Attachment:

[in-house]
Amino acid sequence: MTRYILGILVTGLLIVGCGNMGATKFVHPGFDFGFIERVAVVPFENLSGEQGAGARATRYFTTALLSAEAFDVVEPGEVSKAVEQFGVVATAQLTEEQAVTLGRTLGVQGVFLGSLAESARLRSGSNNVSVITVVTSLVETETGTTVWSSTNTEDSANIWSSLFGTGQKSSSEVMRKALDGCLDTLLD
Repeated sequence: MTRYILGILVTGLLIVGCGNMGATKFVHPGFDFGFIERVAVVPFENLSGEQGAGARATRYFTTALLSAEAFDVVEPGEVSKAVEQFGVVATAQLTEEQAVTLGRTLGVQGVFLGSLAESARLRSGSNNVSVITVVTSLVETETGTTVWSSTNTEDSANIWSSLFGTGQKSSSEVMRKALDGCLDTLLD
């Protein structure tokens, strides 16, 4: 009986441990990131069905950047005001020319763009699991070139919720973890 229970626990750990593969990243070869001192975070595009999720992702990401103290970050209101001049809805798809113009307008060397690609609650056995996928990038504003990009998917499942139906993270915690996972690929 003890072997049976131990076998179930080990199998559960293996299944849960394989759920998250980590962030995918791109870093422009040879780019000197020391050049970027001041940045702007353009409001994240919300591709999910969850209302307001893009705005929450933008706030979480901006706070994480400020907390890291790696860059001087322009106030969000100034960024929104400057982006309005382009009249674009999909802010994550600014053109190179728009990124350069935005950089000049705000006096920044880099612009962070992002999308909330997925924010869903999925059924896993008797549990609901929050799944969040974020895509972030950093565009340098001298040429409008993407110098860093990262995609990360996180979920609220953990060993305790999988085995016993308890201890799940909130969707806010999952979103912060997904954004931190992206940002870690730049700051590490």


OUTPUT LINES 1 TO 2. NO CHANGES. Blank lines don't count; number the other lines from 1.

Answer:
[in-house]
Amino acid sequence: MTRYILGILVTGLLIVGCGNMGATKFVHPGFDFGFIERVAVVPFENLSGEQGAGARATRYFTTALLSAEAFDVVEPGEVSKAVEQFGVVATAQLTEEQAVTLGRTLGVQGVFLGSLAESARLRSGSNNVSVITVVTSLVETETGTTVWSSTNTEDSANIWSSLFGTGQKSSSEVMRKALDGCLDTLLD